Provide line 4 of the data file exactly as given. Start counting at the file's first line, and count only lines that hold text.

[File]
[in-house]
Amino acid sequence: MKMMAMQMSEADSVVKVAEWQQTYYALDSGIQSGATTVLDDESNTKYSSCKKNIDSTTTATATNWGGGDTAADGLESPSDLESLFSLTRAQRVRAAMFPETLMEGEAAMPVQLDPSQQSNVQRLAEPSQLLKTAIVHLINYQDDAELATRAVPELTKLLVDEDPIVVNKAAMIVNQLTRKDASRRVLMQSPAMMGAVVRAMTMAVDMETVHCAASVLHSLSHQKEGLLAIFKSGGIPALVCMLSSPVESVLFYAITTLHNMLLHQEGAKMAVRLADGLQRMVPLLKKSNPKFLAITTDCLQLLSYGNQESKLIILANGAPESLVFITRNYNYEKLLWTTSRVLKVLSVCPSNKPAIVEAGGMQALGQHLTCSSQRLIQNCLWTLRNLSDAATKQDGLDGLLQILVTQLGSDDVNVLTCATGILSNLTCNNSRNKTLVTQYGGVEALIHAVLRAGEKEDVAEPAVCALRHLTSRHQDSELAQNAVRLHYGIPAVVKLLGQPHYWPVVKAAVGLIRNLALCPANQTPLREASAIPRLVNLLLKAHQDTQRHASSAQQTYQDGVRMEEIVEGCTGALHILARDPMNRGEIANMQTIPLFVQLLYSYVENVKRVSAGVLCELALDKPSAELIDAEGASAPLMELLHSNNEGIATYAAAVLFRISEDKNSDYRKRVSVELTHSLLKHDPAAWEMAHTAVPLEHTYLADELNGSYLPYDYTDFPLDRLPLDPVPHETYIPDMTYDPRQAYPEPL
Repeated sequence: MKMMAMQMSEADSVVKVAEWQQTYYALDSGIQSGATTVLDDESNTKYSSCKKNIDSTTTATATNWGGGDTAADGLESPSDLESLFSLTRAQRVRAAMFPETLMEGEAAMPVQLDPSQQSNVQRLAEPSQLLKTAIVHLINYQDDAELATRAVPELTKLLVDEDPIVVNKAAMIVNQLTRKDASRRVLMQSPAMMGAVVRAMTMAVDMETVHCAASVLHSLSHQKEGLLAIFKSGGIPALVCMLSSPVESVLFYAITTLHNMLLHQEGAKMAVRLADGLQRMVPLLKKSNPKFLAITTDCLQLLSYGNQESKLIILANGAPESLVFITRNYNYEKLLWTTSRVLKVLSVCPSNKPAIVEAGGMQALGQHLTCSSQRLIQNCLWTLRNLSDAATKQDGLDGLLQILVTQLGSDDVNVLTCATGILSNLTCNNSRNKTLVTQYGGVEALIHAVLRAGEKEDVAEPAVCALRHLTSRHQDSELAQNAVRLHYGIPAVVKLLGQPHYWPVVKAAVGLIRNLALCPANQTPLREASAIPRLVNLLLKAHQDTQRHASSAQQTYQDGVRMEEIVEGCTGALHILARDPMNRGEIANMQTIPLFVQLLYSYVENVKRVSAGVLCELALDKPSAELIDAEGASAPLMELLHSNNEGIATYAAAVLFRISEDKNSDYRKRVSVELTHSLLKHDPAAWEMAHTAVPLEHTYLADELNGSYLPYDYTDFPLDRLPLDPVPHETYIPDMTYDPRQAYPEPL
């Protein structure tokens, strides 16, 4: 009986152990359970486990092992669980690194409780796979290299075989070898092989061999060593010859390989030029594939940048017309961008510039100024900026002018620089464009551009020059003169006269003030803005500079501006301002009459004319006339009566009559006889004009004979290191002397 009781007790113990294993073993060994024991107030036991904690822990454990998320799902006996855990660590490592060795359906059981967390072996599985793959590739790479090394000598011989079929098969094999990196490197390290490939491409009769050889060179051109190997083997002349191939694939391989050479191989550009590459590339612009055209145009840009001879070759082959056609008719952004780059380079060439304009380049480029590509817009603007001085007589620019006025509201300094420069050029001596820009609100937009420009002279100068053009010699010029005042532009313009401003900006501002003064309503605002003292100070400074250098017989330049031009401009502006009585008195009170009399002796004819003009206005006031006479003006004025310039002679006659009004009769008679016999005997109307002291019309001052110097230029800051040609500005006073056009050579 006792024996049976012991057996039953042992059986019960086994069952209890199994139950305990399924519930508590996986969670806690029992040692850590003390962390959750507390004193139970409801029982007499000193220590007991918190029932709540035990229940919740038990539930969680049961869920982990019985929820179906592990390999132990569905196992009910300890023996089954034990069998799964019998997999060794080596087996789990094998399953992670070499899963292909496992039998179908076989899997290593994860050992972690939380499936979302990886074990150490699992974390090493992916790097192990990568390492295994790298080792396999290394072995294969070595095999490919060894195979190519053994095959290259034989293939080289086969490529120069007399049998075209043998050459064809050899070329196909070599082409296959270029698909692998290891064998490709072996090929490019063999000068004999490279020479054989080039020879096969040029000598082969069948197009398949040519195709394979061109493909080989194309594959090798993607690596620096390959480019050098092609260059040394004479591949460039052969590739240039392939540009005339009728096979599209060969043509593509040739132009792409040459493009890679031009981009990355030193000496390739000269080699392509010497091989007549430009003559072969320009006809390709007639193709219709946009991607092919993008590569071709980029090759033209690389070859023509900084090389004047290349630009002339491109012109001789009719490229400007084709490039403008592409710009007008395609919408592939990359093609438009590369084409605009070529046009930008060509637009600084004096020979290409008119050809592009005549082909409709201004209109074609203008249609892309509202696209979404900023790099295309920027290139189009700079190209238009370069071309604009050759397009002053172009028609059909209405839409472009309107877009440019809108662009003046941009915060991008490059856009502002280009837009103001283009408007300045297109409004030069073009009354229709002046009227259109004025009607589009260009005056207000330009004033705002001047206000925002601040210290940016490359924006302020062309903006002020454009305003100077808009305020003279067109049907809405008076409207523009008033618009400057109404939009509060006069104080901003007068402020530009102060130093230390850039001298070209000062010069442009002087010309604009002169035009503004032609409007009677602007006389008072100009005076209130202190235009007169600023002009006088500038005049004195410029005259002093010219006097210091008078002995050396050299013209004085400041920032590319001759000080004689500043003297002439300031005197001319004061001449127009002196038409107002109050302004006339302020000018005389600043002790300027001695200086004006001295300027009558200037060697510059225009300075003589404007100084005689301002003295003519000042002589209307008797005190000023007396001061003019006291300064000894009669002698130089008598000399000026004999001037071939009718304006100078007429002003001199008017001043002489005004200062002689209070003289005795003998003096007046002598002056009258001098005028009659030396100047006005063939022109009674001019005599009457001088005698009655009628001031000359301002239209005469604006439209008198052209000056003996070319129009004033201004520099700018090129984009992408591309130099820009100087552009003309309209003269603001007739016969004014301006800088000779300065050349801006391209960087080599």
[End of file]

């Protein structure tokens, strides 16, 4: 009986152990359970486990092992669980690194409780796979290299075989070898092989061999060593010859390989030029594939940048017309961008510039100024900026002018620089464009551009020059003169006269003030803005500079501006301002009459004319006339009566009559006889004009004979290191002397 009781007790113990294993073993060994024991107030036991904690822990454990998320799902006996855990660590490592060795359906059981967390072996599985793959590739790479090394000598011989079929098969094999990196490197390290490939491409009769050889060179051109190997083997002349191939694939391989050479191989550009590459590339612009055209145009840009001879070759082959056609008719952004780059380079060439304009380049480029590509817009603007001085007589620019006025509201300094420069050029001596820009609100937009420009002279100068053009010699010029005042532009313009401003900006501002003064309503605002003292100070400074250098017989330049031009401009502006009585008195009170009399002796004819003009206005006031006479003006004025310039002679006659009004009769008679016999005997109307002291019309001052110097230029800051040609500005006073056009050579 006792024996049976012991057996039953042992059986019960086994069952209890199994139950305990399924519930508590996986969670806690029992040692850590003390962390959750507390004193139970409801029982007499000193220590007991918190029932709540035990229940919740038990539930969680049961869920982990019985929820179906592990390999132990569905196992009910300890023996089954034990069998799964019998997999060794080596087996789990094998399953992670070499899963292909496992039998179908076989899997290593994860050992972690939380499936979302990886074990150490699992974390090493992916790097192990990568390492295994790298080792396999290394072995294969070595095999490919060894195979190519053994095959290259034989293939080289086969490529120069007399049998075209043998050459064809050899070329196909070599082409296959270029698909692998290891064998490709072996090929490019063999000068004999490279020479054989080039020879096969040029000598082969069948197009398949040519195709394979061109493909080989194309594959090798993607690596620096390959480019050098092609260059040394004479591949460039052969590739240039392939540009005339009728096979599209060969043509593509040739132009792409040459493009890679031009981009990355030193000496390739000269080699392509010497091989007549430009003559072969320009006809390709007639193709219709946009991607092919993008590569071709980029090759033209690389070859023509900084090389004047290349630009002339491109012109001789009719490229400007084709490039403008592409710009007008395609919408592939990359093609438009590369084409605009070529046009930008060509637009600084004096020979290409008119050809592009005549082909409709201004209109074609203008249609892309509202696209979404900023790099295309920027290139189009700079190209238009370069071309604009050759397009002053172009028609059909209405839409472009309107877009440019809108662009003046941009915060991008490059856009502002280009837009103001283009408007300045297109409004030069073009009354229709002046009227259109004025009607589009260009005056207000330009004033705002001047206000925002601040210290940016490359924006302020062309903006002020454009305003100077808009305020003279067109049907809405008076409207523009008033618009400057109404939009509060006069104080901003007068402020530009102060130093230390850039001298070209000062010069442009002087010309604009002169035009503004032609409007009677602007006389008072100009005076209130202190235009007169600023002009006088500038005049004195410029005259002093010219006097210091008078002995050396050299013209004085400041920032590319001759000080004689500043003297002439300031005197001319004061001449127009002196038409107002109050302004006339302020000018005389600043002790300027001695200086004006001295300027009558200037060697510059225009300075003589404007100084005689301002003295003519000042002589209307008797005190000023007396001061003019006291300064000894009669002698130089008598000399000026004999001037071939009718304006100078007429002003001199008017001043002489005004200062002689209070003289005795003998003096007046002598002056009258001098005028009659030396100047006005063939022109009674001019005599009457001088005698009655009628001031000359301002239209005469604006439209008198052209000056003996070319129009004033201004520099700018090129984009992408591309130099820009100087552009003309309209003269603001007739016969004014301006800088000779300065050349801006391209960087080599």